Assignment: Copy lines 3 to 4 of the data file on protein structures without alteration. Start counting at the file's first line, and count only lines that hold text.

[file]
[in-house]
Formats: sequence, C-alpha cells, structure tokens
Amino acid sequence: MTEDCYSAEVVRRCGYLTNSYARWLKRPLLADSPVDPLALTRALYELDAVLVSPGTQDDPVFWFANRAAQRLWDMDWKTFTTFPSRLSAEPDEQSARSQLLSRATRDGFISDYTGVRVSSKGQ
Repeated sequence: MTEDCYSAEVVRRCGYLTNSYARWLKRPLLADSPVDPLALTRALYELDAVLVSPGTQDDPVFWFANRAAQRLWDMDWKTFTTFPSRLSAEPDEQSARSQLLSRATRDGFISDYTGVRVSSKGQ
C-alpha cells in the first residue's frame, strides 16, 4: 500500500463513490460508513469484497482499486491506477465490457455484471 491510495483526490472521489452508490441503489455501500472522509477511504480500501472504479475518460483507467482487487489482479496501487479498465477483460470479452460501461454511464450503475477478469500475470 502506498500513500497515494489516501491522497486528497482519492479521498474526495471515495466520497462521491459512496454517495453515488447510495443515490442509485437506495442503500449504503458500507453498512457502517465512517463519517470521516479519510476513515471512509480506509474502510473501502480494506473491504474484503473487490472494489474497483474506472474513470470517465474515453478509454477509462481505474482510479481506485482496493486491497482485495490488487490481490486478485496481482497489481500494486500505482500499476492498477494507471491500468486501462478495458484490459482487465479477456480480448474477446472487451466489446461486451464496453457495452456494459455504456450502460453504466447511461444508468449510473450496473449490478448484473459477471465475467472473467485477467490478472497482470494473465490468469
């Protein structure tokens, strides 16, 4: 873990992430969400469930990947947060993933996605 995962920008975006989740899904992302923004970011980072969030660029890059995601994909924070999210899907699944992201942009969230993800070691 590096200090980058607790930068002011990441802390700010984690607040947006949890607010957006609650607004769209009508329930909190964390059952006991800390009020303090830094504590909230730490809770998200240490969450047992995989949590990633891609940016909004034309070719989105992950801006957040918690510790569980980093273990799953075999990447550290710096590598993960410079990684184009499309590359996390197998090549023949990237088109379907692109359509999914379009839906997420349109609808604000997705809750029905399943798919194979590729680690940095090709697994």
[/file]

Amino acid sequence: MTEDCYSAEVVRRCGYLTNSYARWLKRPLLADSPVDPLALTRALYELDAVLVSPGTQDDPVFWFANRAAQRLWDMDWKTFTTFPSRLSAEPDEQSARSQLLSRATRDGFISDYTGVRVSSKGQ
Repeated sequence: MTEDCYSAEVVRRCGYLTNSYARWLKRPLLADSPVDPLALTRALYELDAVLVSPGTQDDPVFWFANRAAQRLWDMDWKTFTTFPSRLSAEPDEQSARSQLLSRATRDGFISDYTGVRVSSKGQ